Inflows into high-grade have accelerated. Over the past four weeks inflows have been almost doubling on a w-o-w basis. However, while inflows into credit have been strong, equity funds have been suffering continuous outflows over the past 26 weeks. Should the recent trend continue, the inflows that came into the asset class since 2015 would be erased in the next 10 weeks or so (Chart 1).
High grade funds recorded their 21st week of inflows and the highest ever since the start of our data set (table 1).
Flows into the asset class have doubled w-o-w, and propelled the year to date cumulative inflow to over $13bn. High yield funds however reported a substantial outflow, the first in five weeks. The outflows were a mix of global, US and European-focused funds. More in chart 13.
Government bond funds flows switched to positive after two weeks of outflows. Money Market funds flows also turned positive after three weeks of outflows.
Flows into equity funds remained in negative territory for the 26th consecutive week. Almost $80bn has left the asset class over that period." - source Bank of America Merrill Lynch
"Credit has not reached a low in spreads while equity indices are at all-time highs
One of the interesting cross market dynamics recently is that equity markets are reaching new highs while HG bond spreads have been range bound well off of their tightest levels. This month the Dow and S&P reached new peaks and the Nasdaq came close. The JULI spread is at 171bp, 83bp above the pre-crisis low of 89bp (29th July, 2005) and 49bp above post crisis low of 122bp (24th June, 2014). There are several logical explanations for this divergence in performance, but we still believe the trend is for tighter spreads.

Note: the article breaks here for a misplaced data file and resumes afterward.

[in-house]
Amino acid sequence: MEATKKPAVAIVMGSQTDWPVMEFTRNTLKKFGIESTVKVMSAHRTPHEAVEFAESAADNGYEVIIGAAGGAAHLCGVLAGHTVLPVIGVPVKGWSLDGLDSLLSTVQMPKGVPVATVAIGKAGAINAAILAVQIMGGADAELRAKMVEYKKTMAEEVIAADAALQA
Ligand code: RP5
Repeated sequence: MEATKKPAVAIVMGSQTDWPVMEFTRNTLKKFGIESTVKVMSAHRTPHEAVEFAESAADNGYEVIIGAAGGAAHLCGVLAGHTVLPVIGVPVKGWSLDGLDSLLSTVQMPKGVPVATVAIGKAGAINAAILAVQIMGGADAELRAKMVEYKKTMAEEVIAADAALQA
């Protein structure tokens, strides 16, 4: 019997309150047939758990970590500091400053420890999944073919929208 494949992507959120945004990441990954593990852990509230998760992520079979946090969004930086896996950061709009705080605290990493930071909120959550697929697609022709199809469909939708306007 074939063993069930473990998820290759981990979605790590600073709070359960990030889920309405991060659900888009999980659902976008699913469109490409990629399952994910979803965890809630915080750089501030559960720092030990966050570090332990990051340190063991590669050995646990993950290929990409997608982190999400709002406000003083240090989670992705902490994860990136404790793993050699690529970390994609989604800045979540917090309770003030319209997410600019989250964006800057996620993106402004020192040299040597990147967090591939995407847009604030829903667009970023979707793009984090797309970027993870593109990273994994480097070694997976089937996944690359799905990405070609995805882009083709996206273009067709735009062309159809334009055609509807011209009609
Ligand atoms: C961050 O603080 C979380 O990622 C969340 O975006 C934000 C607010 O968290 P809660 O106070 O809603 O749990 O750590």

The most important explanation is that HG bond yields rather than spreads are the key valuation metric for many now (particularly overseas investors), and they are almost at a record low. The JULI yield is 96bp lower YTD and at 3.32% as of Wednesday it’s just 6bp off its record low of 3.26% reached on July 8th of this year.
The second explanation is the much higher weighting of banks in credit (24.4%) vs in the S&P (5.2%). The banks index of the S&P is not at its post crisis peak – it is 16.4% below the peak reached on 22nd July, 2015.
JULI Financials are at 172bp, 96bp above where they were when JULI spreads were at a pre-crisis low and 54bp above the JULI post-crisis low point. Banks have lagged in both equity and credit markets, but it matters more in credit markets. The third explanation is that 30.5% of the JULI comes from issuers outside the US. Of this 29% is EM and 71% is DM. This subset of the JULI is at a spread of 183bp, which is 93bp and 38bp above where it was vs the pre and post crisis low spread points for the index. Excluding EM these figures are 81bp above and 54bp above for Yankee
issuers." - source JP Morgan.